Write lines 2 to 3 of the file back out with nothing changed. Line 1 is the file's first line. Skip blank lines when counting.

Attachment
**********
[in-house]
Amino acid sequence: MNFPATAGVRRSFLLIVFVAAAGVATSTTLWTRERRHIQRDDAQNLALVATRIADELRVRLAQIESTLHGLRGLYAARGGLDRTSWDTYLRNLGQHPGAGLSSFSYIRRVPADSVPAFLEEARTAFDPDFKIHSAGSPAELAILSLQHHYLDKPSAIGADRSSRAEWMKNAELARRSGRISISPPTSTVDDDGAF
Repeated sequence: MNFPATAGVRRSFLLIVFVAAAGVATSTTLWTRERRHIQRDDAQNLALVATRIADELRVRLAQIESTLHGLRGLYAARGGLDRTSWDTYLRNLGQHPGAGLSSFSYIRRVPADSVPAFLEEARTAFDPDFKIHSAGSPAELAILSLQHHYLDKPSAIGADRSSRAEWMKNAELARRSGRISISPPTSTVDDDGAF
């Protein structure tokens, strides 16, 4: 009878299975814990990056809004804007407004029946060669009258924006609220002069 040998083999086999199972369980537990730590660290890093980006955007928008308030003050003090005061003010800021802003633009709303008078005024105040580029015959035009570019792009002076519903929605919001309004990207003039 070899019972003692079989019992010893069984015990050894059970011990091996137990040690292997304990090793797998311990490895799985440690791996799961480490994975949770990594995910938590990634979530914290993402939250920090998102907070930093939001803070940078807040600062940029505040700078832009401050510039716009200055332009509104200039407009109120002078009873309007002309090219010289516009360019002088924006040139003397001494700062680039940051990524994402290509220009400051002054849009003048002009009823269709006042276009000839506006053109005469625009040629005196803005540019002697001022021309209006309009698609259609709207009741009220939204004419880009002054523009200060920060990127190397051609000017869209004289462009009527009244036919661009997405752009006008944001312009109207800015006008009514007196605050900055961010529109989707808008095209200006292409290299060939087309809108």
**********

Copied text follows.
Amino acid sequence: MNFPATAGVRRSFLLIVFVAAAGVATSTTLWTRERRHIQRDDAQNLALVATRIADELRVRLAQIESTLHGLRGLYAARGGLDRTSWDTYLRNLGQHPGAGLSSFSYIRRVPADSVPAFLEEARTAFDPDFKIHSAGSPAELAILSLQHHYLDKPSAIGADRSSRAEWMKNAELARRSGRISISPPTSTVDDDGAF
Repeated sequence: MNFPATAGVRRSFLLIVFVAAAGVATSTTLWTRERRHIQRDDAQNLALVATRIADELRVRLAQIESTLHGLRGLYAARGGLDRTSWDTYLRNLGQHPGAGLSSFSYIRRVPADSVPAFLEEARTAFDPDFKIHSAGSPAELAILSLQHHYLDKPSAIGADRSSRAEWMKNAELARRSGRISISPPTSTVDDDGAF